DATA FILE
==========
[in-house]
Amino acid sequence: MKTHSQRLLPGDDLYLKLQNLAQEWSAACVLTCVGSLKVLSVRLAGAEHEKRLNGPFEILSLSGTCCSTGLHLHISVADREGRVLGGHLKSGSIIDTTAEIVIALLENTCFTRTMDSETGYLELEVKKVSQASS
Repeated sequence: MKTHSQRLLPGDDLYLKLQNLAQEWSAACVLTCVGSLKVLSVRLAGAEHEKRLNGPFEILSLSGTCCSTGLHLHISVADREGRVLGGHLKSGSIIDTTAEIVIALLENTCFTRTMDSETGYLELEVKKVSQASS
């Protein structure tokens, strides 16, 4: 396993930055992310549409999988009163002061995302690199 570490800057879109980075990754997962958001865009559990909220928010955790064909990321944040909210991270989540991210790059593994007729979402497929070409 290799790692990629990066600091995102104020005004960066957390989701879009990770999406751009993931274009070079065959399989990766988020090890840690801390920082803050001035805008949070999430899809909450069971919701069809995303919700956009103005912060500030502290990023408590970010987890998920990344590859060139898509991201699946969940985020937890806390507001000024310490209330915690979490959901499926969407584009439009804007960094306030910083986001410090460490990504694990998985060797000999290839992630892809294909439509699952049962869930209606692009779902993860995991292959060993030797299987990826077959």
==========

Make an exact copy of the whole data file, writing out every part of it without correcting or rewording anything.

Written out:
[in-house]
Amino acid sequence: MKTHSQRLLPGDDLYLKLQNLAQEWSAACVLTCVGSLKVLSVRLAGAEHEKRLNGPFEILSLSGTCCSTGLHLHISVADREGRVLGGHLKSGSIIDTTAEIVIALLENTCFTRTMDSETGYLELEVKKVSQASS
Repeated sequence: MKTHSQRLLPGDDLYLKLQNLAQEWSAACVLTCVGSLKVLSVRLAGAEHEKRLNGPFEILSLSGTCCSTGLHLHISVADREGRVLGGHLKSGSIIDTTAEIVIALLENTCFTRTMDSETGYLELEVKKVSQASS
């Protein structure tokens, strides 16, 4: 396993930055992310549409999988009163002061995302690199 570490800057879109980075990754997962958001865009559990909220928010955790064909990321944040909210991270989540991210790059593994007729979402497929070409 290799790692990629990066600091995102104020005004960066957390989701879009990770999406751009993931274009070079065959399989990766988020090890840690801390920082803050001035805008949070999430899809909450069971919701069809995303919700956009103005912060500030502290990023408590970010987890998920990344590859060139898509991201699946969940985020937890806390507001000024310490209330915690979490959901499926969407584009439009804007960094306030910083986001410090460490990504694990998985060797000999290839992630892809294909439509699952049962869930209606692009779902993860995991292959060993030797299987990826077959």